Where the party is

Brianna Riplinger

Ground Zero/The Front

A Prince-happy DJ wearing a giant cowboy hat and tight, zebra-print shirt and skintight pants was spinning, and The Front revolved around his retro-fun set. He held a huge brandy snifter, and he frequently went behind the bar to pour himself refills of various liquors. I had no idea how old he was, due to the oversized sunglasses and hat. He was a walking caricature of kitsch, who refused to play ABBA, but happily threw on records by the Bee Gees, Stevie Wonder and the Jackson Five – never anything too obscure or questionably danceable. But by the end of the night, around 1 a.m., he’d started to change it up – he played “Hello Nasty”-era Beastie Boys in a move to drive everyone out on the floor. Everyone, that is, but the drunken frat-boy types – clad in white hats, stonewashed jeans and college sweatshirts – that were screaming the lyrics while throwing their hands in the air.

The crowd at The Front was wonderfully, sometimes comically, diverse. There were some sweet beautiful gay boys; some rude preppie straight ones; young women in glittery, strappy tank tops; neo-hippie guys in overalls and big, floppy hats. Then there were the two fabulously average-looking women in their early 40s, wearing big T-shirts and jeans, dancing together and whooping at and sidling up to cute boys that pass them by. They were, by far, the most joyful, naturally gifted dancers in the crowd.

Amazingly, the space was not too smoke-infested, and although it was extremely crowded, there were no truly obnoxious drunks, and everyone I encountered seemed to have good intentions: dance, drink and maybe meet someone. Although some men might be there to hit on women, they’re not lecherously determined to do so. The dance floor cozily runs next to the bar, and people were shakin’ it where others leaned or stood at the bar. Although there was no cover, the drinks were quite expensive and not the greatest. People bopped and shimmied to disco-era Diana Ross and Prince’s most sexually overt ditties until they were kicked out at closing time.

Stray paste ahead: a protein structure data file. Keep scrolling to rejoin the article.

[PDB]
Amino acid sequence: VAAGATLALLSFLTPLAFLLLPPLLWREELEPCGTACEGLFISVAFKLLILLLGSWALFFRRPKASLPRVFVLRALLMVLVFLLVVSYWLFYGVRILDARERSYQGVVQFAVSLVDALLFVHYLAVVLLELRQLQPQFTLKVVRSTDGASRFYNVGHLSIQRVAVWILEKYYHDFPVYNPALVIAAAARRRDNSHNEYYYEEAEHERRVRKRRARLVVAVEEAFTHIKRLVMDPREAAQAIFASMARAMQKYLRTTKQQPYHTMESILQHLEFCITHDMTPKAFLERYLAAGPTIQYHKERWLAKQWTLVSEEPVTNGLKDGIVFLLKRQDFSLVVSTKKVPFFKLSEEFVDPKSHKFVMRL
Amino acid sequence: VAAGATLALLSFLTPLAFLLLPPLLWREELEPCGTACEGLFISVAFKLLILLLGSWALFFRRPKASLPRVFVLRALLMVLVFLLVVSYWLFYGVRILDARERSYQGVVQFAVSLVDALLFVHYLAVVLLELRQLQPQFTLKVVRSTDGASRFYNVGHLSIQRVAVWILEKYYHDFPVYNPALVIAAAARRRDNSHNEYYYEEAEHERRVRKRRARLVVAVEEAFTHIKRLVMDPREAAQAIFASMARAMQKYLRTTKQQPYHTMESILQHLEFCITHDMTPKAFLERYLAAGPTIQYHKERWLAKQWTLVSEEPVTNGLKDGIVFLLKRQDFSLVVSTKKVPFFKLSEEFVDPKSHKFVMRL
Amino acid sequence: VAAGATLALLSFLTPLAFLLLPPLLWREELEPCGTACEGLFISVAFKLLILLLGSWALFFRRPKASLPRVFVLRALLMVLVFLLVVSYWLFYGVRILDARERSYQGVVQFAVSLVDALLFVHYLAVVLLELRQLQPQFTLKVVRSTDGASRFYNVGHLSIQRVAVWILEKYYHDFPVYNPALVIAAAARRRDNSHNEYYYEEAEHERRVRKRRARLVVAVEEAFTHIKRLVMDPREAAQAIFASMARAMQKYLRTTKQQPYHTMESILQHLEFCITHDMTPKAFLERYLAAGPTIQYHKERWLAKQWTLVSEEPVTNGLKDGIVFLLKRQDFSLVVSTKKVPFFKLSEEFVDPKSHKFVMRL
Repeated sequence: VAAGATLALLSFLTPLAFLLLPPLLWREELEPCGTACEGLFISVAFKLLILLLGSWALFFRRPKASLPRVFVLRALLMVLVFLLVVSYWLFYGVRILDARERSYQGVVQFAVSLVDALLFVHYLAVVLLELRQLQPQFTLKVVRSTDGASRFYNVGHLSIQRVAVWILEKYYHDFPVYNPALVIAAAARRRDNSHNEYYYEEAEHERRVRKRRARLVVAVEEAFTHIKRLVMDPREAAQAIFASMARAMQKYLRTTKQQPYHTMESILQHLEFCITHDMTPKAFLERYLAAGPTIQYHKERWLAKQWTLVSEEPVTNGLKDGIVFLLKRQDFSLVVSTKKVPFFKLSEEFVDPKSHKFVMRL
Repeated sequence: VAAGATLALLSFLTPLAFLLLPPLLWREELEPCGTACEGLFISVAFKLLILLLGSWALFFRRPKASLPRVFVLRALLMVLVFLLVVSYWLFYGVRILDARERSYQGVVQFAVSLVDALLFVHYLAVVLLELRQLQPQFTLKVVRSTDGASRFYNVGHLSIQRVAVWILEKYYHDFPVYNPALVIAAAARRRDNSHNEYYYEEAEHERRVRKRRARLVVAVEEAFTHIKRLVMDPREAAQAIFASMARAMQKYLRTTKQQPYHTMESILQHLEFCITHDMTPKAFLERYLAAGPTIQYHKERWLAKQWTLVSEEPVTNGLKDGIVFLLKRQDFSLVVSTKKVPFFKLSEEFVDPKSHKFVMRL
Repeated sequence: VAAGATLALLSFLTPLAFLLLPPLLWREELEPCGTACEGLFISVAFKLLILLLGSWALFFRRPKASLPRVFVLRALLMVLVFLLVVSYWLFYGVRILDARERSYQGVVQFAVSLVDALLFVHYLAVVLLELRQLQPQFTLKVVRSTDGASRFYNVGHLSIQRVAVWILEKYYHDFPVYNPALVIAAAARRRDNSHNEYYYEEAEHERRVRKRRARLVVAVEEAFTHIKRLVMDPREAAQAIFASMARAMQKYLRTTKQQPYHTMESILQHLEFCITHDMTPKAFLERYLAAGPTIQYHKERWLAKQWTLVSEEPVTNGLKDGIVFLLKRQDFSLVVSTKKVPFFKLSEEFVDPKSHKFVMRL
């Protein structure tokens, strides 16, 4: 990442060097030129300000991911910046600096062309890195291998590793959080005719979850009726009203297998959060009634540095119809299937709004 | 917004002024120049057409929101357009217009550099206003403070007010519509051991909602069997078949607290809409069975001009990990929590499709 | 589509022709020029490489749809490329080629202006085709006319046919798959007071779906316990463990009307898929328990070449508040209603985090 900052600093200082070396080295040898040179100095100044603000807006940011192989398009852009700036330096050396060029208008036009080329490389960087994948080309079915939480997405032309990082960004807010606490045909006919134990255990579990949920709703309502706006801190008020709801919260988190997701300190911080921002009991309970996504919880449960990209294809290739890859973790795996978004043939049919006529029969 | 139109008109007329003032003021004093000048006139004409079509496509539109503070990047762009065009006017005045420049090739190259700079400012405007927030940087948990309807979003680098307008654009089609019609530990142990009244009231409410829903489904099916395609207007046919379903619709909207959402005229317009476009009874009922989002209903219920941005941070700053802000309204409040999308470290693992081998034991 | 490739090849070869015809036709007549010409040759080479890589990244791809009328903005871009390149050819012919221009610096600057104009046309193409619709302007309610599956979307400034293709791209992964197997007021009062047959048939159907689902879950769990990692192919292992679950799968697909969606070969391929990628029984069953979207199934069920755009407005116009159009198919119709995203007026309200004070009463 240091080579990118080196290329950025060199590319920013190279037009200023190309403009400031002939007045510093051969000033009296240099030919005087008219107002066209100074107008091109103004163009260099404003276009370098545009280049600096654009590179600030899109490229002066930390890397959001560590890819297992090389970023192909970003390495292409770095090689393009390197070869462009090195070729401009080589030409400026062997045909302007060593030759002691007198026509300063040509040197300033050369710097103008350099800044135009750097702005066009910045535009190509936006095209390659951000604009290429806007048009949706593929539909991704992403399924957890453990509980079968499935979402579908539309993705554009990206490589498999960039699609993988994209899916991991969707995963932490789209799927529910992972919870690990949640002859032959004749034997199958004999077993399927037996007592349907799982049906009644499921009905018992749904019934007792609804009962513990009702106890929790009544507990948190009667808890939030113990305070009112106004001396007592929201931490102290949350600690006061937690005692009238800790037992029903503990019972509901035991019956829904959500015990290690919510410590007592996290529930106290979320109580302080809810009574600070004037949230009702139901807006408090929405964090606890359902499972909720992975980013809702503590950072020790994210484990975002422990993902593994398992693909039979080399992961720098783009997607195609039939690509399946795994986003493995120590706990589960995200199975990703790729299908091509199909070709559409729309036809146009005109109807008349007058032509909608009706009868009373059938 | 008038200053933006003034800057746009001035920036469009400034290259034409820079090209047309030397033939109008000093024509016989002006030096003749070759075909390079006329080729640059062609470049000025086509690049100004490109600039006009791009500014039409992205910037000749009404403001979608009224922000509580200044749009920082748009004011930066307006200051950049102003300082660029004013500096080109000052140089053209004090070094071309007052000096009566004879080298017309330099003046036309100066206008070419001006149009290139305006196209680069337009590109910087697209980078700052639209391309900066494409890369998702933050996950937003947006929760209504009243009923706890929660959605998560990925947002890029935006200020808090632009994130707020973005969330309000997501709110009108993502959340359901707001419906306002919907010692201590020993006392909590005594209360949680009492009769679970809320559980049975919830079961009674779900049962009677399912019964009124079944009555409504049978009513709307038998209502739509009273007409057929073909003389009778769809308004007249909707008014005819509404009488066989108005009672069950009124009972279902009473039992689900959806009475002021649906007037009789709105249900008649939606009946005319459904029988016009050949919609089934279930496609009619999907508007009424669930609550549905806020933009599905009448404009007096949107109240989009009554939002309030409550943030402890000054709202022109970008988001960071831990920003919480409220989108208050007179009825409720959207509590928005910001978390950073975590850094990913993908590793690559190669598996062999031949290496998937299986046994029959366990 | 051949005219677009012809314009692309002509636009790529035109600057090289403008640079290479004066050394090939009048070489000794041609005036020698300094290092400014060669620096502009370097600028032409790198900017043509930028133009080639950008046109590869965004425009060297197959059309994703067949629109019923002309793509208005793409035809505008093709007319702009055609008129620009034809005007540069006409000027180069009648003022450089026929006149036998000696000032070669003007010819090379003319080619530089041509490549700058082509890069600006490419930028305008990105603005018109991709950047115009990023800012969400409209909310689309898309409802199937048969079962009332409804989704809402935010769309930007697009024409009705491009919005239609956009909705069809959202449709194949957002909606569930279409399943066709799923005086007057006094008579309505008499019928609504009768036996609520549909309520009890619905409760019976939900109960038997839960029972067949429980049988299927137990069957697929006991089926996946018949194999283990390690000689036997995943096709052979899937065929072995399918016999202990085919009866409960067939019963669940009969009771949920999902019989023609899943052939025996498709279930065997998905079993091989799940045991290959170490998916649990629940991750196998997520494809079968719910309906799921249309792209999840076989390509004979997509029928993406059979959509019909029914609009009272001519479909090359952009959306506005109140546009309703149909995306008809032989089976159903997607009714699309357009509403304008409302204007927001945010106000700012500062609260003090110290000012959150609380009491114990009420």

The Quest

Since I went to the Quest the Friday after the Rhode Island club fire, the management was very much on the defensive. After we walked through a big metal detector, a security guard searched our purses and jackets, while handing out little sheets of paper, which stated: “In light of the recent national tragedies, we wish to express that the safety and well-being of our clientele is at all times our highest priority.”

As I wandered into the vast, empty venue, the dance floor vacant, I attributed the stillness to the recent club tragedies. I felt sorry for the friendly, quick and talented bartenders. They wanted to dazzle with their flashy moves and tasty drinks, but it was after 11 p.m., and there were roughly thirty people in the large space. Many of the people there sat, drank and blankly stared at the NBA game flashing from the looming TV monitors on the ceiling. A smoke machine and roving search lights turned stretches of fabric that hung behind the DJ into hazy shades of green and purple. Slightly posh and determined to appear hip, everything in the Quest seemed to anticipate the arrival of glamorous pop or rap star “clientele” at any moment.